Despite twenty years of technical progress and the influx of competitors it spawned, Toy Story remains, to most film lovers, the finest and most visually innovative children’s film of all time. So, for directors Phil Lord and Christopher Miller to borrow freely from such an ageless and beloved classic, yet ensure The Lego Movie remains universally appealing is a testament to the way this existing material is handled. It may not be wholly original, but nor is it derivative and this rip-roaring homage is imbued with enough freshness of its own to offer an experience like no other. This is Toy Story for a new generation; a cinematic event expertly crafted to attract and inspire film lovers new and old. Continue reading The Lego Movie Review
Night of the Living Clay
Laika, the animation studio behind Henry Selick’s flawed, yet creepily entertaining Coraline, return with a new stop motion horror comedy and though ParaNorman showcases their technical ability it never presents as much originality or charm as its predecessor.
Achievement Unlocked: Don’t Wreck It.
While cinema has mastered the adaptation of novels, theatre and comic books, among many other mediums, the thriving video game industry remains unconquered. Cinema’s leading studios have tried on several occasions, but even the better video game adaptations – Silent Hill, Hitman and Tomb Raider – left a large proportion of audiences disappointed. As their rival studios continue to fail, Disney step in to the still emerging subgenre with their original, video game influenced animation Wreck-It Ralph.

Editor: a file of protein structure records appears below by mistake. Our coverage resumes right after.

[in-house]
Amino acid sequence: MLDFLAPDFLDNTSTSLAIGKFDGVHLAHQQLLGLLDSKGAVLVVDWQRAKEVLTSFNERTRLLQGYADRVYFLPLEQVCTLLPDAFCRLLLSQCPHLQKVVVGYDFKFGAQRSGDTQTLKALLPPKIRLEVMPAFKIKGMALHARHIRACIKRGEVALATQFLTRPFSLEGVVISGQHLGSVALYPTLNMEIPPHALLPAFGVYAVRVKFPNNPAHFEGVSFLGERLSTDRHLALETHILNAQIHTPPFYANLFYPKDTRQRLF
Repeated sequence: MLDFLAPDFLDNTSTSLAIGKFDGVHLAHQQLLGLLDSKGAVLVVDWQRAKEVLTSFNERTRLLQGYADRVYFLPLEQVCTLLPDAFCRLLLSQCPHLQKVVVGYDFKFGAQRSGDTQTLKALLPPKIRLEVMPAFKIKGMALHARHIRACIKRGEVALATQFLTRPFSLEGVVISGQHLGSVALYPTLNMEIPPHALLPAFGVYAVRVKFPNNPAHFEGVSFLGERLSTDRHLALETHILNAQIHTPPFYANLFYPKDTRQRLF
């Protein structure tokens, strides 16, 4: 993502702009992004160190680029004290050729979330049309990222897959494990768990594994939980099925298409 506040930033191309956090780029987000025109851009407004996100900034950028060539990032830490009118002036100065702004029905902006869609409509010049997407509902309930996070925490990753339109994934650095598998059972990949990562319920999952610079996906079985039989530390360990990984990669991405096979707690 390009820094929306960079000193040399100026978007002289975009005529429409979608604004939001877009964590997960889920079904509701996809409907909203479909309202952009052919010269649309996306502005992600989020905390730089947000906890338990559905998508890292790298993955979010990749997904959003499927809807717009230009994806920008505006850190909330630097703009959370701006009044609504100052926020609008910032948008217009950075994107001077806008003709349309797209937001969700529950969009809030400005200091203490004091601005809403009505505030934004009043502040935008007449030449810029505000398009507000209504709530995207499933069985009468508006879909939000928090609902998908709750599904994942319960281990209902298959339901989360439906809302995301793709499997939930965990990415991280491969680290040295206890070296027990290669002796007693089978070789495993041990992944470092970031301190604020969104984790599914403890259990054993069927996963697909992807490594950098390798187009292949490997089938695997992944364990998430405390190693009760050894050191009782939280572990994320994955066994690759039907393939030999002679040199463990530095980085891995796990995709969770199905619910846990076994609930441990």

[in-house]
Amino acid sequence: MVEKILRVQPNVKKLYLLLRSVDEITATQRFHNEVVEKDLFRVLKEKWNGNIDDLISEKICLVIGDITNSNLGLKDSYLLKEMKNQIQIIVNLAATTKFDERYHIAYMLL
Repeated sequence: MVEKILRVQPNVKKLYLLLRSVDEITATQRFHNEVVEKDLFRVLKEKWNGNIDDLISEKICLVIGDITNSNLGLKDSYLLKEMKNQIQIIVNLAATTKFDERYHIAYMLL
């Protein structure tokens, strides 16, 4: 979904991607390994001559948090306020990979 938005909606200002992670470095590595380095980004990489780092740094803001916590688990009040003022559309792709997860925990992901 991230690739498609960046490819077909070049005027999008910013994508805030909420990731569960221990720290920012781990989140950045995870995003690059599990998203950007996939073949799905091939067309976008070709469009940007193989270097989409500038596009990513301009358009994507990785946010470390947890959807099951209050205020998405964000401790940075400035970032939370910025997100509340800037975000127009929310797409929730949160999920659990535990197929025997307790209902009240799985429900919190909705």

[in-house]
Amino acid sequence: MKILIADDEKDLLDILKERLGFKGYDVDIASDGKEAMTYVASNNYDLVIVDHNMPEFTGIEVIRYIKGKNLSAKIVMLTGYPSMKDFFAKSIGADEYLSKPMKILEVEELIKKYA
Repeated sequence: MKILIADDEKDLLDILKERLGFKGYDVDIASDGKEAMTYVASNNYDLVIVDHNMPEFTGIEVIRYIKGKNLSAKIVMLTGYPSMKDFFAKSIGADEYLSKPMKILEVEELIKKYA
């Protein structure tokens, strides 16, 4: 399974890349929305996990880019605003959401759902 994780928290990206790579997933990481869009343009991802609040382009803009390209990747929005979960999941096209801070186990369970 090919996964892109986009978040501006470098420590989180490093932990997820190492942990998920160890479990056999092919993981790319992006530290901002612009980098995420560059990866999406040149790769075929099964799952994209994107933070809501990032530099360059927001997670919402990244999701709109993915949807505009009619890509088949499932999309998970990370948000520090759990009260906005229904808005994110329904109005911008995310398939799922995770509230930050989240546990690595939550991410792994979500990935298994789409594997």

Pirates of the Clay-animation
Aardman are second only to Pixar as the studio who audiences trust to bring them consistently entertaining and inventive big-screen animations. With such tremendous reputation it’s only natural that every new project is met with heightened expectations and they usually deliver. However, following consecutive disappointments, Flushed Away and Arthur Christmas, Aardman’s fifth feature film received a surprising amount of trepidation.
Pixar’s attempts of redemption following the shameful Cars 2.
Ever since Pixar broke ground in 1995, with the innovative and universally acclaimed Toy Story, audiences have expected the same quality in each of their follow up films. Until recently the prestigious animation studio conquered the immense expectation and delivered consistently brilliant cinema experiences that reinvigorated the animation film. After hitting their first speed bump in 2011 with the disappointing sequel for Cars, Pixar attempts to refine their aim and hit the target with fantasy adventure Brave.
Dr Seuss, Dr Seuss!
The creators of sensational children’s film Despicable Me return to cinemas with an adaptation of Dr Seuss’ famed fable The Lorax. First published in 1972 the children’s book boasts many original characters, magnificent illustrations as well as the legendary author’s prominent poetic style. Continue reading Dr Seuss’ The Lorax Review